When you were first learning to drive a car, chances are that someone told you about the merits of defensive driving. Know where another car is, be prepared to react to anything, always be wary: these helpful tips have been passed down from generation to generation. These principles are also extremely pertinent on our nation’s waterways. Nothing highlights this better than the recent collision between the Elka Apollon and the MSC Nederland.
This collision occurred in one of the busiest waterways in the country: the Houston Ship Channel in Texas. The tank ship Elka Apollon collided with the containership MSC Nederland. Thankfully, there were no injuries but the collision caused $2.8 million in damages.
Our investigation into the collision determined that it was entirely preventable. The collision was caused by the failure of the pilot of the Elka Apollon to respond to changes in bank effect forces, which directed the vessel across the channel and into the MSC Nederland. The pilot was not “driving defensively.” He misjudged the situation, and paid for it.
This defensive driving on the waterways has a name: seamanship. While the dictionary definition is “knowledge and skill pertaining to the operation, navigation, management, safety, and maintenance of a ship,” seamanship is so much more than this. If a pilot isn’t constantly vigilant about his or her surroundings, then millions in damage is probably the best that pilot could hope for; the worst could be the loss of human life.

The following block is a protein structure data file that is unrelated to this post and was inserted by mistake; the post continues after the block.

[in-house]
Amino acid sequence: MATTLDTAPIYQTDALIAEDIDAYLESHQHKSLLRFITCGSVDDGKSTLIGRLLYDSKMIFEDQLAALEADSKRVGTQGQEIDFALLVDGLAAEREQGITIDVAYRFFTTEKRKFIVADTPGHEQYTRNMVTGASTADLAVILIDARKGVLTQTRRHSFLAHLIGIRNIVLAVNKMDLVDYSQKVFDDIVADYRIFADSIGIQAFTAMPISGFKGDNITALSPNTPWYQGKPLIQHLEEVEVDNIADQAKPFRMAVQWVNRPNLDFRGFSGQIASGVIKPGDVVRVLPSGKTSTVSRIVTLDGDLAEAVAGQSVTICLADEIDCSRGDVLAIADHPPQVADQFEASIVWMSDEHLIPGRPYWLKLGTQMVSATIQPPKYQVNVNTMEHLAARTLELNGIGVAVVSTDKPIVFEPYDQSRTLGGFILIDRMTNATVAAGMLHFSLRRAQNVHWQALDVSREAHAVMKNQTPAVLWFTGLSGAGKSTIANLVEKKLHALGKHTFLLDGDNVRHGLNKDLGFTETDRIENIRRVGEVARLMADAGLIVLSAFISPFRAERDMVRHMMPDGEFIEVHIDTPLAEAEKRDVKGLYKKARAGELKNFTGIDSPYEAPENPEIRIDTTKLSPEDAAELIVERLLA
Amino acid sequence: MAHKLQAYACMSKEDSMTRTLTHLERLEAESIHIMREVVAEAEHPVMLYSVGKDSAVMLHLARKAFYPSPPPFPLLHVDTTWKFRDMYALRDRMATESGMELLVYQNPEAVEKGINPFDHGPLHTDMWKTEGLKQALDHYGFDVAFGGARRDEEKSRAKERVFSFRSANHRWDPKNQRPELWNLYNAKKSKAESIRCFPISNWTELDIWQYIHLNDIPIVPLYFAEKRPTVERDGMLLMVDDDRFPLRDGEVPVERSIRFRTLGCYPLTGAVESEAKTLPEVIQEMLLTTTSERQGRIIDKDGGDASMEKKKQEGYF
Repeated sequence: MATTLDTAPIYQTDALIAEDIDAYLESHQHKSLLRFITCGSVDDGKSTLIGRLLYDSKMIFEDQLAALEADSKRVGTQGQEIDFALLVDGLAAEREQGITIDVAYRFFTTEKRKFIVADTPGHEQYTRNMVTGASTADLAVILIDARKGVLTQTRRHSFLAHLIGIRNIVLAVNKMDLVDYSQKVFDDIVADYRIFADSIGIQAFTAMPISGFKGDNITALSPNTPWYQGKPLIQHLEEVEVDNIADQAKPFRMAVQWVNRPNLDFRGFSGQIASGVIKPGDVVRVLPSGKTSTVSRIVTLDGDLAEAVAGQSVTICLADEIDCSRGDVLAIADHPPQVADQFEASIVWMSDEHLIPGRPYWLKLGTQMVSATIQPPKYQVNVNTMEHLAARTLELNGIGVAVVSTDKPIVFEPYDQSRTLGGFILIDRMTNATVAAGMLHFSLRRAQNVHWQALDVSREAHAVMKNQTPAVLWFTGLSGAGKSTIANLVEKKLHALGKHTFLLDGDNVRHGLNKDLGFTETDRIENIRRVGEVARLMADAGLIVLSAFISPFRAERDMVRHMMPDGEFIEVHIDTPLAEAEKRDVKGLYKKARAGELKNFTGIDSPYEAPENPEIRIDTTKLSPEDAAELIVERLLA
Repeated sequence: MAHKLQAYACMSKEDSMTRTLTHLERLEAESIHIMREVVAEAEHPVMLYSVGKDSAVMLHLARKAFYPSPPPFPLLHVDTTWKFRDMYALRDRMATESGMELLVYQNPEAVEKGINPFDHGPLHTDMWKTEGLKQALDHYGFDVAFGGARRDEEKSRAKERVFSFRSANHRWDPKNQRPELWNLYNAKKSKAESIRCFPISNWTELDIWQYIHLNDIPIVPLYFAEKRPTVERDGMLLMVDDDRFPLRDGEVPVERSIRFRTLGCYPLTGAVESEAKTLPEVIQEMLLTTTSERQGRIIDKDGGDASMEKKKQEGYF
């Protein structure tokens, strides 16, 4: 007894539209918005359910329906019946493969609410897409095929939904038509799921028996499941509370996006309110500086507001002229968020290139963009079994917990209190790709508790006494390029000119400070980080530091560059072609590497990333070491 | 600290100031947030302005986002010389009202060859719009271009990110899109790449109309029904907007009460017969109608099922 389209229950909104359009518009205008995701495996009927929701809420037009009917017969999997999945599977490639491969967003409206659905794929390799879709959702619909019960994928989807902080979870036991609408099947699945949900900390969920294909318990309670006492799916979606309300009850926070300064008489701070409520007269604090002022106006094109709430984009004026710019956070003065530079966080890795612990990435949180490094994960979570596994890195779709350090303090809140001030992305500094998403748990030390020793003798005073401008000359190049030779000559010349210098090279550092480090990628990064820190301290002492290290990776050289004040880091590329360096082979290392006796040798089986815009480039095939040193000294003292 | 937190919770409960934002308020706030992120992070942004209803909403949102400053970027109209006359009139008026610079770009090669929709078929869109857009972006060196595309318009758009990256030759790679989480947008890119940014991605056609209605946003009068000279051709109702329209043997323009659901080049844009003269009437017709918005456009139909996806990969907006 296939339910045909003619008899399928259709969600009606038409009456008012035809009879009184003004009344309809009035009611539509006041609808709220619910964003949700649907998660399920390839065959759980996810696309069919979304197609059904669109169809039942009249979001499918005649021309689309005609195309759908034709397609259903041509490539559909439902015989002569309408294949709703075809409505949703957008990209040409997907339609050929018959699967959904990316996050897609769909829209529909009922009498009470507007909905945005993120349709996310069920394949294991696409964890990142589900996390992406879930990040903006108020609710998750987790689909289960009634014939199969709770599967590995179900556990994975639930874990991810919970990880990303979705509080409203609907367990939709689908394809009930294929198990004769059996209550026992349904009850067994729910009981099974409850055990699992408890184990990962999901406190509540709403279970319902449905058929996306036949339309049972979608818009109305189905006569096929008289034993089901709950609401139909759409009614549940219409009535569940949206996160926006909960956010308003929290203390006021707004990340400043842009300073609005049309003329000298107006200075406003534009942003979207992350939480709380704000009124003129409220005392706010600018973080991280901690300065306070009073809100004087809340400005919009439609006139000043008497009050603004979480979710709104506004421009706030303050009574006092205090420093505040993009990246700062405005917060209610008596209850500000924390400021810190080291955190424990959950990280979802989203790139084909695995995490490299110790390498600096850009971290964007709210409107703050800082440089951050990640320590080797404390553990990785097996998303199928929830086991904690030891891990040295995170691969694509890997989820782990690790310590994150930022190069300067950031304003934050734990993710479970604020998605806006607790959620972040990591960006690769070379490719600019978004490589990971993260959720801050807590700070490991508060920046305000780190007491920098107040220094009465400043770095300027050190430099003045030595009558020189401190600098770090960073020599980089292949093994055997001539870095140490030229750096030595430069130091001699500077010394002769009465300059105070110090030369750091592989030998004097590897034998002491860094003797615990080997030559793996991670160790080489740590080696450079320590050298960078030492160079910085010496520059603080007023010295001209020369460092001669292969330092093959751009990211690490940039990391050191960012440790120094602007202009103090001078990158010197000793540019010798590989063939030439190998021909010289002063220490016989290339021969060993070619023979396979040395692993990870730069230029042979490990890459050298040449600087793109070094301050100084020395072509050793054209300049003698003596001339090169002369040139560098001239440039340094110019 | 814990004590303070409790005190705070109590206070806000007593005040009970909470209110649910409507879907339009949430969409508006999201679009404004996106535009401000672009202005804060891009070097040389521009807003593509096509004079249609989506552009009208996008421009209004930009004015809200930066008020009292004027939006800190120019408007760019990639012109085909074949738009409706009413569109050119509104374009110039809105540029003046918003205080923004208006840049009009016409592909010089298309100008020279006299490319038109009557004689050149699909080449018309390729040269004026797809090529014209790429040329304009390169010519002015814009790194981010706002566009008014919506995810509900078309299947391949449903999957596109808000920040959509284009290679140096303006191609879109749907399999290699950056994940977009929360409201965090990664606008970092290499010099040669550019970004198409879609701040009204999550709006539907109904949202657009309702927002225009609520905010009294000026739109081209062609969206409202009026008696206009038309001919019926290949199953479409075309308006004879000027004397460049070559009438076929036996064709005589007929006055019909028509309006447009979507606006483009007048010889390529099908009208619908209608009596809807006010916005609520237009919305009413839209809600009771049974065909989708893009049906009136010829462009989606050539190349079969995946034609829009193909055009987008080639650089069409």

Here are some tips and techniques that every mariner should use when at the helm:
• Keep a sharp ‘seaman’s eye’ by taking advantage of all navigational equipment and avoid distractions;
• Always anticipate future actions – course and speed changes, rudder commands, and using clear ship to ship communications when meeting and overtaking marine traffic;
• Know your position and anticipate future track in all situations; always have an alternate plan including emergency shiphandling skills to avoid a casualty; and
• Take actions needed to reduce risks such as confirming all equipment and machinery is in operational order, ensuring that all watch standers are well rested, and when possible, avoiding piloting in reduced visibility.
To sum it up, marine pilots, just like every day motor vehicle drivers, need to be prepared for anything.
Captain Scheffer is a Chief in the NTSB’s Office of Marine Safety. He spent 25 years in the merchant marines, 16 years as a master and is an expert accident investigator.